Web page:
This is not my favorite style, but Parfums de Marly Kalan (2019) would make it likeable with a dry fiery pepper note and more aromatics, so that’s more for me if this type of fragrance was to find a place in my wardrobe (and Kalan might), so Rouge Smoking gets a pass. The execution is decent and dare I say a little better, so niche perfumer Amelie Bourjois delivered on the “same but different” aspect of when niche houses ask for mass-appeal proxies that stand a fighting chance against the origin of the species, but it isn’t enough to get me over the hump of general sweet malaise. My main gripe with BR540 was performance, and the extrait remedied that but I still wasn’t a huge fan even then. This remedies the same problem for less coin (100ml for $200 versus 75ml for $350+), but that doesn’t cut it much slack. If you love this style and want another one, give Rouge Smoking a sniff, otherwise, there’s still no jacket required, but there’s also no smoking allowed in the club. Not BDK’s finest hour, but perhaps liable to be one of their best sellers, of course. Neutral.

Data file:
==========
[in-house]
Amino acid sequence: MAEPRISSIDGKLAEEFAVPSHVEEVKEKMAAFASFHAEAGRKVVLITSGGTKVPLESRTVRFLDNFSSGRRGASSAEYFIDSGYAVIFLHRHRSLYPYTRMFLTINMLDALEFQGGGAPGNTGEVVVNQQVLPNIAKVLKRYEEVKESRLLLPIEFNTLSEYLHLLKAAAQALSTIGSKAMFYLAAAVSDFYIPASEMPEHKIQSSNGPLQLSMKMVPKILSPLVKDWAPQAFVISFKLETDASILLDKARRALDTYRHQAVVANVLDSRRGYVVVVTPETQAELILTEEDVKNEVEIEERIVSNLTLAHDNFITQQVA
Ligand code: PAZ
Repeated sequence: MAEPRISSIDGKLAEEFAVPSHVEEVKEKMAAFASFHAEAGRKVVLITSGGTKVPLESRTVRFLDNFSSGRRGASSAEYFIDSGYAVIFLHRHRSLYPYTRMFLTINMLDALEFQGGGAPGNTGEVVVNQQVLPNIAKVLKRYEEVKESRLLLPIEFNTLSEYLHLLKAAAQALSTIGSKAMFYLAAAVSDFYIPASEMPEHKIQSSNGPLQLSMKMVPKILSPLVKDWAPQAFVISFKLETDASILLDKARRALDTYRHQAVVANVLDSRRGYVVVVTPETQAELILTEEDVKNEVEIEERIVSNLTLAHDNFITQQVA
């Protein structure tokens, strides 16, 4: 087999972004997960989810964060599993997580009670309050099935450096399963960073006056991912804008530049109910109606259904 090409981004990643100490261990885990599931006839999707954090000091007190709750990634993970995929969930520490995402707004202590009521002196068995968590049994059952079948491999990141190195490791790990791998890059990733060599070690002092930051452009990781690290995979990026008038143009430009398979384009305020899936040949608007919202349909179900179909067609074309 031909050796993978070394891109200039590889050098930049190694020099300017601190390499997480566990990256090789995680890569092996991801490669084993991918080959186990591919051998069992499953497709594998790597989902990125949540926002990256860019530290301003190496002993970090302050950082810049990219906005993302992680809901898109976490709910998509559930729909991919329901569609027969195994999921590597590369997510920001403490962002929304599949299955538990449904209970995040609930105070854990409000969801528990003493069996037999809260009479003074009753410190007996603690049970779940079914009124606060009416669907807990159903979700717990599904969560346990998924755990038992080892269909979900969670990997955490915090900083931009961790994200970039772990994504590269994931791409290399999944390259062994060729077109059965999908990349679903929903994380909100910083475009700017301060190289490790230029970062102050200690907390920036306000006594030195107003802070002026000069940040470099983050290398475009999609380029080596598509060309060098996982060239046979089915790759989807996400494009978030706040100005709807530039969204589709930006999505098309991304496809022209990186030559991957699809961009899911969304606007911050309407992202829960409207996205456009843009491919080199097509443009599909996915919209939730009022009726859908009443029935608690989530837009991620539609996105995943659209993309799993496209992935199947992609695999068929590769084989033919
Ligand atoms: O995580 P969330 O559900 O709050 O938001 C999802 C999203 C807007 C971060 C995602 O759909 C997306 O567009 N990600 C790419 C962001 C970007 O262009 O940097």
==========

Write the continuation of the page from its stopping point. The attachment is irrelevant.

Courvoisier L’Edition Impériale by Courvoisier (2006)

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Courvoisier L’Edition Impériale (2006) was issued in two forms which have notable differences. There is a more-common eau de toilette in a silver box with clear liquid and a semi-related rarer eau de parfum in a red box with orange liquid, and the latter has a richer, deeper base that moves it almost into another fragrance genre altogether. This is primarily a review of the eau de toilette as that’s what I have at hand, but honestly after doing some research, they share enough DNA that disliking one may preclude interest in the other, unless it is the difference in dry down that makes or breaks your opinion. If I get to sample the eau de parfum, I’ll come back and revise if notable differences are found. The skinny of the matter is this: Courvoisier wanted to celebrate an anniversary, so they turned to Kraft International Marketing (of all brands) to help them devise a fragrance, and since men were the primary drinkers of their product, a men’s fragrance it was to be. Alexis Dadier composed this, and his name is all over a lot of Oriflame fragrances, so that’s the kind of budget you can expect here despite the fancy packaging. This was originally a “straight to discounters” kind of marketing exercise, but they seem to have mostly dried up on the EdP (hence its mild rarity), while the EdT is still reasonably attainable outside eBay.